Imagine you are at the bar one night and a guy just won’t leave you alone. You’re about to start throwing drinks when another dude swoops in and pretends to be your boyfriend, saving you. He gets you a drink, which makes you feel a little funny. You find yourself a while later on the bathroom floor, with him on top of you. You’re being raped. But after reporting the assault, no one really helps you: not the school, not the police. Then, one day, you are sitting in class when your rapist walks in. You report it to the cops, but they are slow to act, if at all. He is a star player on the football team. Your rape kit is a match with his DNA—still the school does not discipline him. They deem the encounter consensual; the media implies that your accusation is an attempt to ruin his football career. Your counsellor tells you he has done it to someone else. He is allowed to play in the big game, and is lauded as a hero. He wins the Heisman trophy. Now he is a top draft pick for the 2015 NFL draft. You receive no justice. No peace.
This is just one of the truly horrifying stories shared by assault survivors in The Hunting Ground, the new documentary—opening tonight—from director Kirby Dick and producer Amy Ziering. Just like their previous film The Invisible War—about rape in the U.S. military—it is a film that is hard to watch, but something you must see. Campus sexual assault rates are mind-boggling: one in five women will be assaulted while at school, and as many as 90 percent of reported assaults are acquaintance rapes. (Wondering about false reports? They account for only two to 10 percent of charges made.)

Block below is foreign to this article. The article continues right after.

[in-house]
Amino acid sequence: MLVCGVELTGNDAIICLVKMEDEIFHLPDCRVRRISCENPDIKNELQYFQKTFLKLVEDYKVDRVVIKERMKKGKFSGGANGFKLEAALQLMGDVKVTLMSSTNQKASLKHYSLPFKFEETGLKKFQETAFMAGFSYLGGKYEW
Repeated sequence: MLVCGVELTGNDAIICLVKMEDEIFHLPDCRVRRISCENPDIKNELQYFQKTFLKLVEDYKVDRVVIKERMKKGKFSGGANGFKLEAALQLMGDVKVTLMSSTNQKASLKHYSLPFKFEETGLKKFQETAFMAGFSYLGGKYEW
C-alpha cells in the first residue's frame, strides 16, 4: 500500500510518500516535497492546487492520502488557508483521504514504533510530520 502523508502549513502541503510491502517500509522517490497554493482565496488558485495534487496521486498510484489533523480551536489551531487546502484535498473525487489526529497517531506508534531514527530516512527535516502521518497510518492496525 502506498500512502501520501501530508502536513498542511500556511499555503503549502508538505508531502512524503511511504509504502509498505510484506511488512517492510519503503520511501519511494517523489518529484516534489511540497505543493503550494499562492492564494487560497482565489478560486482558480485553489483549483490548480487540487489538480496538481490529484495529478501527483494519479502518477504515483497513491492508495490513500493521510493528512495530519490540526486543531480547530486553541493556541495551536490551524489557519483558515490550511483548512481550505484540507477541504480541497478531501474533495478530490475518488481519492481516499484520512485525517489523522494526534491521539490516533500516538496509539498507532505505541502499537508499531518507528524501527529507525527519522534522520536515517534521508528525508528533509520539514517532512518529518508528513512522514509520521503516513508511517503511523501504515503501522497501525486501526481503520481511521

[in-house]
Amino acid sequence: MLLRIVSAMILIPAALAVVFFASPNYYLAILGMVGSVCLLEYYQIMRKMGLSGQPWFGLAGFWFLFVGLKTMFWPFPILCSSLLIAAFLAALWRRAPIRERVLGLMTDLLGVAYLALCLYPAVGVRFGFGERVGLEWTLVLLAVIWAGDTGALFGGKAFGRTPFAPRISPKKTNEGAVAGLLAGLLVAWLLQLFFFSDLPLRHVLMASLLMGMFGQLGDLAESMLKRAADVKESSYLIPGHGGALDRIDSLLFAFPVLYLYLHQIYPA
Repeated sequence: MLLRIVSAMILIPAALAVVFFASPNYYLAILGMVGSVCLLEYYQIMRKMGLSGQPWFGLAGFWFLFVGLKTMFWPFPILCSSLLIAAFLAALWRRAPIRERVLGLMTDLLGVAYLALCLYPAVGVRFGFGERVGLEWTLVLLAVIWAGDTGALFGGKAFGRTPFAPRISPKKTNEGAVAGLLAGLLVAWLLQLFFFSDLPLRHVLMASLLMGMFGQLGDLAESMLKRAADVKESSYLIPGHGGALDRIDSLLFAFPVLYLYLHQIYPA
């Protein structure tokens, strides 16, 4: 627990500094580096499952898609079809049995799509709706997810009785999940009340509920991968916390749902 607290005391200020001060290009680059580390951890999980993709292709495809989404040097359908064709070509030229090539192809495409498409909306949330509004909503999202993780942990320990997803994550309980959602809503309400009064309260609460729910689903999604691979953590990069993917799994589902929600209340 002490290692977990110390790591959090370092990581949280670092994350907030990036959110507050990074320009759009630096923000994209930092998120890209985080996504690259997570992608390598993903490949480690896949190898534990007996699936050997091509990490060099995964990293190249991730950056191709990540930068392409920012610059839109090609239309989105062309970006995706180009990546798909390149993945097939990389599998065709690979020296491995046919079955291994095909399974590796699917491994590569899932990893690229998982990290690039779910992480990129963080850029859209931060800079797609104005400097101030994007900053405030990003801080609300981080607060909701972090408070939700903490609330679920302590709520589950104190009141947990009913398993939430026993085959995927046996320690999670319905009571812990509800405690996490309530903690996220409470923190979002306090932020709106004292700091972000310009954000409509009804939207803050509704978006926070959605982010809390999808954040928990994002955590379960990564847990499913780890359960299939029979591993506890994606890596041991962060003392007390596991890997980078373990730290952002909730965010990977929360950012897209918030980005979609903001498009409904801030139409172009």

Seventy survivors from universities across the United States bravely went on record for the film about their ordeal, sharing stories of great pain—of agony and disbelief that their own school would so callously disregard their well-being and safety, and protect their attackers. The film, made over the course of two years, follows activists Andrea Pino and Annie Clark in their quest to force schools to address the rampant assaults on, and by, students happening—and being ignored—on and off campuses everywhere. The pair has made amazing, inspiring progress with their Title IX campaign, but the battle seems impossibly daunting at times. Animated sequences reel off unbelievable stats and lists, including one of actual punishments meted out by universities for sexual assault: “Expulsion after graduation,” making a poster on appropriate ways to tell a girl you like her, suspension for a day, writing a paper or book report, and community service at a rape crisis centre. They are likely to reoffend, too: the film reveals that serial predators are responsible for 91 percent of all sexual assaults on campus, and they’ll commit an average of six assaults during their years at school. (One of them is even interviewed in the film.) Kirby Dick, along with Ziering, is determined to do his part to help end the campus rape epidemic; we chatted with him during the Toronto stop of his press tour in advance of The Hunting Ground’s release.